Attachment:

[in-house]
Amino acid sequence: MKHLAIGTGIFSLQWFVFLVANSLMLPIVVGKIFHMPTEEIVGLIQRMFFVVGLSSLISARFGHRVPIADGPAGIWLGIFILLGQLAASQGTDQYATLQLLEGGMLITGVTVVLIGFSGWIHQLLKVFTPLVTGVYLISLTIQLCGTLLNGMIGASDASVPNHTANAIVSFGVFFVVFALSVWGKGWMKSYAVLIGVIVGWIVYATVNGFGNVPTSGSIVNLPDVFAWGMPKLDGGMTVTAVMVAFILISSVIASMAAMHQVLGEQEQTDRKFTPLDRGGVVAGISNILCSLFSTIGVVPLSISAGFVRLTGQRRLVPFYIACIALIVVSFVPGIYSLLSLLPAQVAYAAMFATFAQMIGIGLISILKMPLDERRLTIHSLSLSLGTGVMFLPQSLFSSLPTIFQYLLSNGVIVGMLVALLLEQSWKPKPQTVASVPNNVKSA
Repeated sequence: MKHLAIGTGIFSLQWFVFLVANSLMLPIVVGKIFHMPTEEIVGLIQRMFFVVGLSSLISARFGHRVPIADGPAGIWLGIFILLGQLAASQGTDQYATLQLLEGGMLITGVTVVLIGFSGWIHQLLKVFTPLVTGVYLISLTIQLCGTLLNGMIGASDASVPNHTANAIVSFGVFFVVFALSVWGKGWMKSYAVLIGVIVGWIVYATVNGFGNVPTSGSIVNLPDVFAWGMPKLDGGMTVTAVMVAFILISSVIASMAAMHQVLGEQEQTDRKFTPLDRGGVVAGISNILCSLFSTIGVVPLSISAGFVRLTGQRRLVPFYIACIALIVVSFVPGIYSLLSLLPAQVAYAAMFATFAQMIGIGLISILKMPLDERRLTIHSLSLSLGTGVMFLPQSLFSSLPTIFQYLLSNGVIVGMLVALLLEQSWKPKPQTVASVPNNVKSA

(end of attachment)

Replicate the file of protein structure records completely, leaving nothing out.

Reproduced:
[in-house]
Amino acid sequence: MKHLAIGTGIFSLQWFVFLVANSLMLPIVVGKIFHMPTEEIVGLIQRMFFVVGLSSLISARFGHRVPIADGPAGIWLGIFILLGQLAASQGTDQYATLQLLEGGMLITGVTVVLIGFSGWIHQLLKVFTPLVTGVYLISLTIQLCGTLLNGMIGASDASVPNHTANAIVSFGVFFVVFALSVWGKGWMKSYAVLIGVIVGWIVYATVNGFGNVPTSGSIVNLPDVFAWGMPKLDGGMTVTAVMVAFILISSVIASMAAMHQVLGEQEQTDRKFTPLDRGGVVAGISNILCSLFSTIGVVPLSISAGFVRLTGQRRLVPFYIACIALIVVSFVPGIYSLLSLLPAQVAYAAMFATFAQMIGIGLISILKMPLDERRLTIHSLSLSLGTGVMFLPQSLFSSLPTIFQYLLSNGVIVGMLVALLLEQSWKPKPQTVASVPNNVKSA
Repeated sequence: MKHLAIGTGIFSLQWFVFLVANSLMLPIVVGKIFHMPTEEIVGLIQRMFFVVGLSSLISARFGHRVPIADGPAGIWLGIFILLGQLAASQGTDQYATLQLLEGGMLITGVTVVLIGFSGWIHQLLKVFTPLVTGVYLISLTIQLCGTLLNGMIGASDASVPNHTANAIVSFGVFFVVFALSVWGKGWMKSYAVLIGVIVGWIVYATVNGFGNVPTSGSIVNLPDVFAWGMPKLDGGMTVTAVMVAFILISSVIASMAAMHQVLGEQEQTDRKFTPLDRGGVVAGISNILCSLFSTIGVVPLSISAGFVRLTGQRRLVPFYIACIALIVVSFVPGIYSLLSLLPAQVAYAAMFATFAQMIGIGLISILKMPLDERRLTIHSLSLSLGTGVMFLPQSLFSSLPTIFQYLLSNGVIVGMLVALLLEQSWKPKPQTVASVPNNVKSA